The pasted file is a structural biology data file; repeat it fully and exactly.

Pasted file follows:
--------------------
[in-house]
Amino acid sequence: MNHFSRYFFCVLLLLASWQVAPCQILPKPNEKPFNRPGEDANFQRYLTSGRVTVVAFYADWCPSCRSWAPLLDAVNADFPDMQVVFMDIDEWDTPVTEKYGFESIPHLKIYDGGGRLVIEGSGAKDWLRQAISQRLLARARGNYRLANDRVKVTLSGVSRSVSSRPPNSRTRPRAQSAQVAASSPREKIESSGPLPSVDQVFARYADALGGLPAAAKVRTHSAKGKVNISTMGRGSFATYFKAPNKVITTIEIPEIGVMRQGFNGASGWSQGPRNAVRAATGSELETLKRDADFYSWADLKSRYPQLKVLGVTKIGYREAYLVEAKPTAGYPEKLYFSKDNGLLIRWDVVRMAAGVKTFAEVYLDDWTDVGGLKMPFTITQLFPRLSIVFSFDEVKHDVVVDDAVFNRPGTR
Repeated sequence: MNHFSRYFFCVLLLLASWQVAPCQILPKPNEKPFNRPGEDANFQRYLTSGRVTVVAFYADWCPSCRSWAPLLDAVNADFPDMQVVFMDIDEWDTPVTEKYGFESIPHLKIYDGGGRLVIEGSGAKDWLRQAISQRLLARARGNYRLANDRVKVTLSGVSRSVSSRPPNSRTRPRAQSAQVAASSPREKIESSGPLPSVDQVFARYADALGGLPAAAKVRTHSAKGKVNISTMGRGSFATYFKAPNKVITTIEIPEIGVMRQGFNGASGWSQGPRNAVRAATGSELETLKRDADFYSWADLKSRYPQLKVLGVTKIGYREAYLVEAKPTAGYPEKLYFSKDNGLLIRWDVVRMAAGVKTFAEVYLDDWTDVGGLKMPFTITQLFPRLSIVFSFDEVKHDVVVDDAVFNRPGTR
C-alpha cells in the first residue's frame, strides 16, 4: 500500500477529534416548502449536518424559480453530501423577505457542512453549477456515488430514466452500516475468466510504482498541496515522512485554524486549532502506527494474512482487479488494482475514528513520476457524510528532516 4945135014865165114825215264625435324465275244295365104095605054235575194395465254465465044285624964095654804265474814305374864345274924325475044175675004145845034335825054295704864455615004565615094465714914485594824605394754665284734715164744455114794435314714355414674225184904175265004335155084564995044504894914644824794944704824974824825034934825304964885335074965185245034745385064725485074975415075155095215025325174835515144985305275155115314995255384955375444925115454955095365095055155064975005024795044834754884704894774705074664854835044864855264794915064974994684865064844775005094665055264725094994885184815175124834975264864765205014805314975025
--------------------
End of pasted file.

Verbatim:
[in-house]
Amino acid sequence: MNHFSRYFFCVLLLLASWQVAPCQILPKPNEKPFNRPGEDANFQRYLTSGRVTVVAFYADWCPSCRSWAPLLDAVNADFPDMQVVFMDIDEWDTPVTEKYGFESIPHLKIYDGGGRLVIEGSGAKDWLRQAISQRLLARARGNYRLANDRVKVTLSGVSRSVSSRPPNSRTRPRAQSAQVAASSPREKIESSGPLPSVDQVFARYADALGGLPAAAKVRTHSAKGKVNISTMGRGSFATYFKAPNKVITTIEIPEIGVMRQGFNGASGWSQGPRNAVRAATGSELETLKRDADFYSWADLKSRYPQLKVLGVTKIGYREAYLVEAKPTAGYPEKLYFSKDNGLLIRWDVVRMAAGVKTFAEVYLDDWTDVGGLKMPFTITQLFPRLSIVFSFDEVKHDVVVDDAVFNRPGTR
Repeated sequence: MNHFSRYFFCVLLLLASWQVAPCQILPKPNEKPFNRPGEDANFQRYLTSGRVTVVAFYADWCPSCRSWAPLLDAVNADFPDMQVVFMDIDEWDTPVTEKYGFESIPHLKIYDGGGRLVIEGSGAKDWLRQAISQRLLARARGNYRLANDRVKVTLSGVSRSVSSRPPNSRTRPRAQSAQVAASSPREKIESSGPLPSVDQVFARYADALGGLPAAAKVRTHSAKGKVNISTMGRGSFATYFKAPNKVITTIEIPEIGVMRQGFNGASGWSQGPRNAVRAATGSELETLKRDADFYSWADLKSRYPQLKVLGVTKIGYREAYLVEAKPTAGYPEKLYFSKDNGLLIRWDVVRMAAGVKTFAEVYLDDWTDVGGLKMPFTITQLFPRLSIVFSFDEVKHDVVVDDAVFNRPGTR
C-alpha cells in the first residue's frame, strides 16, 4: 500500500477529534416548502449536518424559480453530501423577505457542512453549477456515488430514466452500516475468466510504482498541496515522512485554524486549532502506527494474512482487479488494482475514528513520476457524510528532516 4945135014865165114825215264625435324465275244295365104095605054235575194395465254465465044285624964095654804265474814305374864345274924325475044175675004145845034335825054295704864455615004565615094465714914485594824605394754665284734715164744455114794435314714355414674225184904175265004335155084564995044504894914644824794944704824974824825034934825304964885335074965185245034745385064725485074975415075155095215025325174835515144985305275155115314995255384955375444925115454955095365095055155064975005024795044834754884704894774705074664854835044864855264794915064974994684865064844775005094665055264725094994885184815175124834975264864765205014805314975025